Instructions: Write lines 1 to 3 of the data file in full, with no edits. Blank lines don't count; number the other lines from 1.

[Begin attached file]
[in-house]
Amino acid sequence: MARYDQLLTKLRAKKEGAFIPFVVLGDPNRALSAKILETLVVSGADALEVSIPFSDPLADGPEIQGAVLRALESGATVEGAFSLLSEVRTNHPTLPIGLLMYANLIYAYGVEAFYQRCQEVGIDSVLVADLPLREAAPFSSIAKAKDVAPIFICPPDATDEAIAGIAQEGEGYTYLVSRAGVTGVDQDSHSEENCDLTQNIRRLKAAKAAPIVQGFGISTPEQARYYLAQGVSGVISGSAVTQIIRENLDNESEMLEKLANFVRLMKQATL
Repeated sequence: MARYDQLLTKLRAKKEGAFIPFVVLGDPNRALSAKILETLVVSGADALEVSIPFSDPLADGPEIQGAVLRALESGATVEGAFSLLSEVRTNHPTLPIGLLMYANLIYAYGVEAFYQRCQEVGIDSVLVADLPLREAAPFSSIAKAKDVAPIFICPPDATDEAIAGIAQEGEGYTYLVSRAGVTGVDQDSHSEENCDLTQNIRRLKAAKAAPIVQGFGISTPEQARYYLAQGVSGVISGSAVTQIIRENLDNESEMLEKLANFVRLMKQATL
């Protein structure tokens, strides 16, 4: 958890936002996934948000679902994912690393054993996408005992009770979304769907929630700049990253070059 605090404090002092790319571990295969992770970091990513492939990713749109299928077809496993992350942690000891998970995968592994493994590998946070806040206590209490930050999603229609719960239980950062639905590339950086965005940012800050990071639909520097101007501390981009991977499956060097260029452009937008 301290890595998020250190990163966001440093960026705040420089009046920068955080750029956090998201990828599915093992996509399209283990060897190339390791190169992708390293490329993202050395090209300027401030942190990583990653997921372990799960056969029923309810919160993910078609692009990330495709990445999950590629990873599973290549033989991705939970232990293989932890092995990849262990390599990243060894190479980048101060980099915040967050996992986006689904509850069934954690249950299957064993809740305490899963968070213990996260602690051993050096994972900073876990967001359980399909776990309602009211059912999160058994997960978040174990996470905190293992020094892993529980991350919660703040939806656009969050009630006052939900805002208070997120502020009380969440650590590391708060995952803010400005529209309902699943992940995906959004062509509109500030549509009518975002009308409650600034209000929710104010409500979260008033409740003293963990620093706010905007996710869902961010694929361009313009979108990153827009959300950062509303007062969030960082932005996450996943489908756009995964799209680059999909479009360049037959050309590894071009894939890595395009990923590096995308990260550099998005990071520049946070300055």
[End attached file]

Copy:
[in-house]
Amino acid sequence: MARYDQLLTKLRAKKEGAFIPFVVLGDPNRALSAKILETLVVSGADALEVSIPFSDPLADGPEIQGAVLRALESGATVEGAFSLLSEVRTNHPTLPIGLLMYANLIYAYGVEAFYQRCQEVGIDSVLVADLPLREAAPFSSIAKAKDVAPIFICPPDATDEAIAGIAQEGEGYTYLVSRAGVTGVDQDSHSEENCDLTQNIRRLKAAKAAPIVQGFGISTPEQARYYLAQGVSGVISGSAVTQIIRENLDNESEMLEKLANFVRLMKQATL
Repeated sequence: MARYDQLLTKLRAKKEGAFIPFVVLGDPNRALSAKILETLVVSGADALEVSIPFSDPLADGPEIQGAVLRALESGATVEGAFSLLSEVRTNHPTLPIGLLMYANLIYAYGVEAFYQRCQEVGIDSVLVADLPLREAAPFSSIAKAKDVAPIFICPPDATDEAIAGIAQEGEGYTYLVSRAGVTGVDQDSHSEENCDLTQNIRRLKAAKAAPIVQGFGISTPEQARYYLAQGVSGVISGSAVTQIIRENLDNESEMLEKLANFVRLMKQATL